Do you have a budding writer or a reluctant composer in your home? Would you like a way to get your young author to the next level? A+ Education Solutions is offering a creative writing class Mondays, 12:30-1:30. Students in middle or high school may participate in person or online. Classes take place at A+ Education Solutions. Online classes are offered through this service. Students will learn from models of good writing to compose original work in various creative writing projects. Classes cost $15/student weekly and meet from Jan. 13-May 18, excluding March 30. Tuition is paid at the beginning of each month. Students need a composition notebook, and should expect to work an hour or two outside of class each week. For more information, call/text 502-438-4680 or email email@example.com.
By Heather Walton
January is traditionally a time of new beginnings, new resolutions, and for many, new vision. However, in the academic world, it’s not the beginning of the year, but rather the half-way point. Whether you approach this time of year as the beginning or the middle, it is an excellent time for reflection, assessment, and realignment.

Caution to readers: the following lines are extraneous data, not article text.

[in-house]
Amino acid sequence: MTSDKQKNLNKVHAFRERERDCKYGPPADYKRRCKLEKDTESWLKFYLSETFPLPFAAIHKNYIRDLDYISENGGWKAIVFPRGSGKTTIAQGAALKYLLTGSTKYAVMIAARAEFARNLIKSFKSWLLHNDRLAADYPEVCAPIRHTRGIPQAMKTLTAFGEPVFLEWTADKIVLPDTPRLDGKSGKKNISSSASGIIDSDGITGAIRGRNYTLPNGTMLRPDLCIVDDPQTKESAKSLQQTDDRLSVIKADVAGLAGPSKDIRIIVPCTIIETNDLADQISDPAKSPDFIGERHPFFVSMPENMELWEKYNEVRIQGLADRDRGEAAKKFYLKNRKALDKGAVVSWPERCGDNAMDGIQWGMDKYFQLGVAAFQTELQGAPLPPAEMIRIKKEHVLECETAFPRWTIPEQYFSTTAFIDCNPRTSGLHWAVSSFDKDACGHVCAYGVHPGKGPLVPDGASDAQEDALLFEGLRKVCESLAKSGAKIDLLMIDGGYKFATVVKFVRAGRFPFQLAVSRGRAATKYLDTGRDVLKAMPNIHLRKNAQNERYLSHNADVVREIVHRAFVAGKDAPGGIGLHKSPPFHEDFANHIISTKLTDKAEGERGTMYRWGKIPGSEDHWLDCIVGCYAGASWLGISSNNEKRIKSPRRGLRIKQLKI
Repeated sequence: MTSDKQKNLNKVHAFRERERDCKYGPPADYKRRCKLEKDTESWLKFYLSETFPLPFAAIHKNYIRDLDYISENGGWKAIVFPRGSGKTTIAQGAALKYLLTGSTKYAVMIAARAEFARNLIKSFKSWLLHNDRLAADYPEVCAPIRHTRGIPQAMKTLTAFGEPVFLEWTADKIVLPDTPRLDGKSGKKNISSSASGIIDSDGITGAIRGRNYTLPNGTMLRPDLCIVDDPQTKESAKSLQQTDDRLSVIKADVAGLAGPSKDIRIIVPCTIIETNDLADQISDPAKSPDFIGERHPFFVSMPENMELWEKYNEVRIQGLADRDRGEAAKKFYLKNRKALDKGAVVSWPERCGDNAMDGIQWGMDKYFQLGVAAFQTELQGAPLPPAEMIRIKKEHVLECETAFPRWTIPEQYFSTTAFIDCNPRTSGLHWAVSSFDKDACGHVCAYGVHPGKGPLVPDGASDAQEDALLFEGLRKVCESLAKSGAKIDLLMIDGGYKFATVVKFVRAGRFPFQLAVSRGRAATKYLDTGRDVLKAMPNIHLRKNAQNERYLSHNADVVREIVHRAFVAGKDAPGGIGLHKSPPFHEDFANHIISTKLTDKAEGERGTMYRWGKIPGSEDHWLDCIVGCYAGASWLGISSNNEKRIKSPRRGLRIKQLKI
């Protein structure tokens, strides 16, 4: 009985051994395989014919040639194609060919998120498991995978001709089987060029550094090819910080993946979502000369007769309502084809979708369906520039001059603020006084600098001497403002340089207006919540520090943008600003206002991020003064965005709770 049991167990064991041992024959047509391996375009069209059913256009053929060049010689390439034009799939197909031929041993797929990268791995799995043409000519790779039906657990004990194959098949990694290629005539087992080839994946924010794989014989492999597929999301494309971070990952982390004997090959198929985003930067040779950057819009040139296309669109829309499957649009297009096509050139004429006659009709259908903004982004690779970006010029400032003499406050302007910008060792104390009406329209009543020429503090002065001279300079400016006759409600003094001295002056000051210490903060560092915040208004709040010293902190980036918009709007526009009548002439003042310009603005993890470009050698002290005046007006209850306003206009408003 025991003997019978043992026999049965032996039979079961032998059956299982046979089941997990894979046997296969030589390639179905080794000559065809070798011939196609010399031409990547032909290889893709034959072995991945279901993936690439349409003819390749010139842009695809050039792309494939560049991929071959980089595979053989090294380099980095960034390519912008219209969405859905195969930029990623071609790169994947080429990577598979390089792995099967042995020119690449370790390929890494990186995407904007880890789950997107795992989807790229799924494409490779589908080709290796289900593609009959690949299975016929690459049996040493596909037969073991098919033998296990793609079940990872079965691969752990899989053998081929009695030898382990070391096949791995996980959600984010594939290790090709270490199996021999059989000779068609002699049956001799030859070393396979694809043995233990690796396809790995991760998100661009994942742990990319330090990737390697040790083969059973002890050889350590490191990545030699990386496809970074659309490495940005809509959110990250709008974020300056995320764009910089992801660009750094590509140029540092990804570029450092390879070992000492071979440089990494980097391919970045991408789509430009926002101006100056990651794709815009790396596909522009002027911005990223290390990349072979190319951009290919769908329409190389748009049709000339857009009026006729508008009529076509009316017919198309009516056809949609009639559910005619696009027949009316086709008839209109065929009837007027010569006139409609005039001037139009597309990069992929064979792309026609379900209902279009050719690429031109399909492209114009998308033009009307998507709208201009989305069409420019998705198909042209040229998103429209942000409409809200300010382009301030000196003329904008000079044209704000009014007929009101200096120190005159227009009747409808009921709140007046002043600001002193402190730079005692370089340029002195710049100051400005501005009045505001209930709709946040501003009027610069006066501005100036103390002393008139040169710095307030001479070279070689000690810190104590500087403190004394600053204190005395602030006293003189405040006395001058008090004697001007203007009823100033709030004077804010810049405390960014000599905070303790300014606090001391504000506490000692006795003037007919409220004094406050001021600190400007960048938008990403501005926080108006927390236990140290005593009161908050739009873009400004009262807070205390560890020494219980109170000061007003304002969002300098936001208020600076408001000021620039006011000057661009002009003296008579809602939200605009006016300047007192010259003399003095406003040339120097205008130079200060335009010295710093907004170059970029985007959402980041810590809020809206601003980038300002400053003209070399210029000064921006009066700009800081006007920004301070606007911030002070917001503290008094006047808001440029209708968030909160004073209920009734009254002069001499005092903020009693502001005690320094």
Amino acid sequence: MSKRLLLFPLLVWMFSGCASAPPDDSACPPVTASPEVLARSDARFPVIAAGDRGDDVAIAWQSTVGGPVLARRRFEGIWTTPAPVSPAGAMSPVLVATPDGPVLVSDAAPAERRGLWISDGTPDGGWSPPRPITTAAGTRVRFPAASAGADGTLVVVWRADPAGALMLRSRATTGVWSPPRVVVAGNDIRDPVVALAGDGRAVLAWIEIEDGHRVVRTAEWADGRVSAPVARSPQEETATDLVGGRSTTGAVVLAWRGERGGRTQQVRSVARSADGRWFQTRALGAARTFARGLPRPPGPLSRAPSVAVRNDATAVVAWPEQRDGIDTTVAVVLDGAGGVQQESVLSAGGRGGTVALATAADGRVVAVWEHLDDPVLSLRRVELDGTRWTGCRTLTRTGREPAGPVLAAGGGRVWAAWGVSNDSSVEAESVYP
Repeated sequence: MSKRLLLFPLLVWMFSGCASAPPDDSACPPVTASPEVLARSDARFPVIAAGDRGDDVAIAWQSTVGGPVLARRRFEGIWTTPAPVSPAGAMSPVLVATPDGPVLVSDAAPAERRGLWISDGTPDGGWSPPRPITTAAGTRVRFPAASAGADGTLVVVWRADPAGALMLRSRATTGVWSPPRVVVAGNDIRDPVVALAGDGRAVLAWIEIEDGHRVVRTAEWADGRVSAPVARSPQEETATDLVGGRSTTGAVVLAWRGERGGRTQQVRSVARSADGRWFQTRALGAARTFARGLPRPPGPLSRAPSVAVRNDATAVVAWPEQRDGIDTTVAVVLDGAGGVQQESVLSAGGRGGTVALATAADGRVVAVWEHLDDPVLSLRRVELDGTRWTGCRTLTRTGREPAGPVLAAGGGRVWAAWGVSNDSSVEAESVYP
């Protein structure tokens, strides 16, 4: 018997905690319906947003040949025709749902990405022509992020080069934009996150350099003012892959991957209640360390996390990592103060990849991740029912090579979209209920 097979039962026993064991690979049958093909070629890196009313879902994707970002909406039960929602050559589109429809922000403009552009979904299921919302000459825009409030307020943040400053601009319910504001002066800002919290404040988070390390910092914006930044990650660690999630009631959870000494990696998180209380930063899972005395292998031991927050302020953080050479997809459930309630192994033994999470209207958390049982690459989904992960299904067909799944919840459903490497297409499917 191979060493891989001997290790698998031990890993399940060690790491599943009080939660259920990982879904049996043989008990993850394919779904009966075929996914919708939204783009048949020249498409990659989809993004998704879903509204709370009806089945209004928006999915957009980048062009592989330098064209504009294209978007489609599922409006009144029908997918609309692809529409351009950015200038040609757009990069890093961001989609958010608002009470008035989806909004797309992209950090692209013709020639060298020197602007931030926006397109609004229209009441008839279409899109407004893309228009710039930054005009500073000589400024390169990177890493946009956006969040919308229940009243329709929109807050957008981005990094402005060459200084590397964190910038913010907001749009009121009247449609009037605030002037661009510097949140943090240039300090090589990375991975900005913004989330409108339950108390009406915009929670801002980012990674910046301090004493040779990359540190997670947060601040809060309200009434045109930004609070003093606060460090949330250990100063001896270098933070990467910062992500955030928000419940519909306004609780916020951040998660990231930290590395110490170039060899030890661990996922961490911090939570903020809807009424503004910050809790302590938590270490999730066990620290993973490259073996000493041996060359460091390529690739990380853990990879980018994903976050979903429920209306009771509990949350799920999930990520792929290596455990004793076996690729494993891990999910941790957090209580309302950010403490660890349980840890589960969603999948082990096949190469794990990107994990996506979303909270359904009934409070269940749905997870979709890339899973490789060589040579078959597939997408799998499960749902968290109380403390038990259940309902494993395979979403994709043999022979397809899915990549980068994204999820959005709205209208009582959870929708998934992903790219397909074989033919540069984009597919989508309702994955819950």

Perhaps you aren’t as enthusiastic about your homeschool goals, curriculum, or routine as you were in August. Maybe you don’t homeschool at all … yet. Or, if you’re like me, you generally take this time of year to consider which things you’ve been doing you want to continue and which you’d like to change.
For example, in reflecting on my homeschool year, there are parts that I believe have gone very well, such as converting from some workbook-type activities to almost 100 percent reading real books and requiring narrations in all subjects (except math, though that may be coming). Another thing I am satisfied with is our “together time,” in which we sing a hymn or two, read Scripture, read classic literature, and do picture study.
However, I feel we could do better in a few areas. For instance, I have not incorporated composer study well into our “together time,” and I need to do a better job of keeping our environment tidy. As a result, I have developed a plan for the children and me to tidy as we go, attending to a few problem areas and regular chores at various times throughout the day. After all, education isn’t just about academics; if my children can’t keep an orderly house or understand that they need to contribute to the home, they won’t be prepared for life.